Falling in Love with Unconventionality
Olivia, Florence, Spring 2019
February 6, 2019

If I had to sum up the last 10 days in one word it would be this: unconventional. You may perhaps deem it odd for me to describe the cradle of the Renaissance with such a word whose synonym is unusual, irregular, and uncustomary. Let me explain.

RivArno, my favorite cafe

I find myself sitting in the Oblate Cafeteria when my favorite song of all time starts playing in my earbuds. I spot the top of the Duomo out of the corner of my right eye and can’t help by feel a sense of pride that my feet have brought me here, now with my espresso and apricot conetta, writing to you, dear reader.

Santa Croce

I can also express to you five unconventional things I am experiencing as I am typing this. Bottled water. No napkin holders- or any napkins in sight for that matter. A family of four playing cards at a table. Something called an aperitivo is written on a menu on the wall. A student next to me is studying a book about yoga. I can catch people talking in several different languages. I, myself, ordered in a different language. Oh wait, that might have been six things.

You see, none of these would I have found myself subject to back at home.

Riccardi Medici Palace

Unconventional. Did you know this word also means distinctive, individualistic, and free-spirited? Like that of a dinner that lasts three hours, shutting your business down in the middle of the day to nap and spend time with family, walking everywhere. Even in the rain. Heaters and lights that are on timers.

A cute, picturesque window in Florence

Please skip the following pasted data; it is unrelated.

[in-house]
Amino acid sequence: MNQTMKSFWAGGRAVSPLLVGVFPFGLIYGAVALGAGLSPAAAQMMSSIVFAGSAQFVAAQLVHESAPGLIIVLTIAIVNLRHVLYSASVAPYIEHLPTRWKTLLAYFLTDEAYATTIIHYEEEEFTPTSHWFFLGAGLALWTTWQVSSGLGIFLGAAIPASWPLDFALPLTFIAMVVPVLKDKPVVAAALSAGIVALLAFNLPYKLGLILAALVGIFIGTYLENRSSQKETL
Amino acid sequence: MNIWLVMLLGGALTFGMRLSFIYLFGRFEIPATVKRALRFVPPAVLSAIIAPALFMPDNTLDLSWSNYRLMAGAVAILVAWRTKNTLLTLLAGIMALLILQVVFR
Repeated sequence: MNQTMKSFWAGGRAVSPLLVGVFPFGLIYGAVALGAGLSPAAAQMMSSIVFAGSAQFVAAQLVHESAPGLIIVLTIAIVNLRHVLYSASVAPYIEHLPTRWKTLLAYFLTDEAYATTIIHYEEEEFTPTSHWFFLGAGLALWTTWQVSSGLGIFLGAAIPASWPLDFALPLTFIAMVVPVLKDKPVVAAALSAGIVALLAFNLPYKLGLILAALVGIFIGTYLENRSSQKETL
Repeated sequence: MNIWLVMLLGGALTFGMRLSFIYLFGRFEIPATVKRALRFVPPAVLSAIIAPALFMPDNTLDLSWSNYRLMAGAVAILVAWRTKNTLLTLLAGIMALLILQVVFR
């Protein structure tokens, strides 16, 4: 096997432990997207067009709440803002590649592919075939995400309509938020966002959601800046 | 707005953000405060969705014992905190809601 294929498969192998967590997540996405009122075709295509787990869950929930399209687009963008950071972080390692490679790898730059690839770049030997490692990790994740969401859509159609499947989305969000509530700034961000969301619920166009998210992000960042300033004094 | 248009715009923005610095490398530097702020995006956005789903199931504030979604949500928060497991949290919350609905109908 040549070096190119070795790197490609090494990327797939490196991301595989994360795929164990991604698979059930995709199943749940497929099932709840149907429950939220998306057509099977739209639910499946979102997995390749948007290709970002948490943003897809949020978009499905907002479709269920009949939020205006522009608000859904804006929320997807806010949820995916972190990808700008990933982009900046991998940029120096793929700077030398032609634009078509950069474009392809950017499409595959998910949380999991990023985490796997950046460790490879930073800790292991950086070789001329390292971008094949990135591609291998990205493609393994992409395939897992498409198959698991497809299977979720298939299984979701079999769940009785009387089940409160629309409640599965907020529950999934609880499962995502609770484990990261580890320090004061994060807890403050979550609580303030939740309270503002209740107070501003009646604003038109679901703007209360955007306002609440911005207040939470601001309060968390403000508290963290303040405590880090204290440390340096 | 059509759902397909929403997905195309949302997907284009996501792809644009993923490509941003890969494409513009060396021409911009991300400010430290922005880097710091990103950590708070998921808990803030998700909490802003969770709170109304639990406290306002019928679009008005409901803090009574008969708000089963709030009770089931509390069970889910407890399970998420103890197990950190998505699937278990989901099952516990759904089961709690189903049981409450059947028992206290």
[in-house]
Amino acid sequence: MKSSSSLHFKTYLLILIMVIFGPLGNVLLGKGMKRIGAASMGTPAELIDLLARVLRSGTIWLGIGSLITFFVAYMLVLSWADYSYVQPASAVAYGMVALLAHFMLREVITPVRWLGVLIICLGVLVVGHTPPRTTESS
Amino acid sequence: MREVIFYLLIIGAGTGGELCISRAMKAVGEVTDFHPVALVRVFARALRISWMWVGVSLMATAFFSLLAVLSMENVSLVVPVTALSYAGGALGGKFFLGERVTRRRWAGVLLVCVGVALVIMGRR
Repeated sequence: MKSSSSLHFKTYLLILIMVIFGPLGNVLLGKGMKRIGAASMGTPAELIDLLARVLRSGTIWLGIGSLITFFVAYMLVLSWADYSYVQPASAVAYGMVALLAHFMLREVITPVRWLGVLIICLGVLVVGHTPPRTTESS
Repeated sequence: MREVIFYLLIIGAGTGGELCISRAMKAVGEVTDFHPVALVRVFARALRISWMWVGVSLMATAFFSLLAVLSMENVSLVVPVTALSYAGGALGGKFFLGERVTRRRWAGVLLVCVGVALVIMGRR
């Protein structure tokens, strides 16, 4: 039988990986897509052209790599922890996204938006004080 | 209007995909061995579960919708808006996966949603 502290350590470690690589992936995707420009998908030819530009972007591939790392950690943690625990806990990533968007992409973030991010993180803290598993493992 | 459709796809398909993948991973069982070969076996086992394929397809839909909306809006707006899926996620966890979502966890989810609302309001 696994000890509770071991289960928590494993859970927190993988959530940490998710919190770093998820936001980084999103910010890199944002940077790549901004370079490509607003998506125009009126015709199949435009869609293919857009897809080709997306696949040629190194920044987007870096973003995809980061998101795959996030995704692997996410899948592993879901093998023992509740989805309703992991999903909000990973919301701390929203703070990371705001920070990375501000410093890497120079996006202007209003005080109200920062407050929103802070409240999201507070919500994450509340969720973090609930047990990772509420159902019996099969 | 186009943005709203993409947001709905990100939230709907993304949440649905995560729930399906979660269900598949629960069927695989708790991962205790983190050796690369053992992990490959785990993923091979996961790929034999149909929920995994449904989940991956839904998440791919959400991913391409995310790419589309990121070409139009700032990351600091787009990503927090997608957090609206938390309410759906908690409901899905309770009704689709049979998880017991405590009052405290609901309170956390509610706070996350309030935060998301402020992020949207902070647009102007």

Nothing, it seems, is convenient, if looked at through the eyes of an American: where everything is handed to us on a silver platter, where bigger is better and easy is always the favored route. But what I am learning, dear reader, is that inconvenience and unconventionality make for an interesting party. It’s one that I find myself waking up to each and every day, along with the sound of the bell tower ringing outside my window.

The Arno River

So, here’s to embracing the unfamiliar, the unusual, and the atypical. It may be someone else’s everyday.  And this place, I believe, has a lot to teach me. My feet brought me here, after all.

Olivia is a spring 2019 SAI Florence student from Georgia State University.

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Comments

2 responses to “Falling in Love with Unconventionality”


  1. I can totally picture your life. Thank you.

    by Auma on February 7, 2019 at 4:26 am

  2. Amazing read. Thanks for taking me along ~ signed busy mom in the South, USA.

    by M on February 7, 2019 at 5:14 am

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SAI is dedicated to providing academic and cultural learning experiences abroad that enhance global awareness, professional development and social responsibility. We concentrate our programs in Europe, with a focus on in-depth learning of individual European countries and their unique global role in the geopolitical economy, humanities, and in the arts.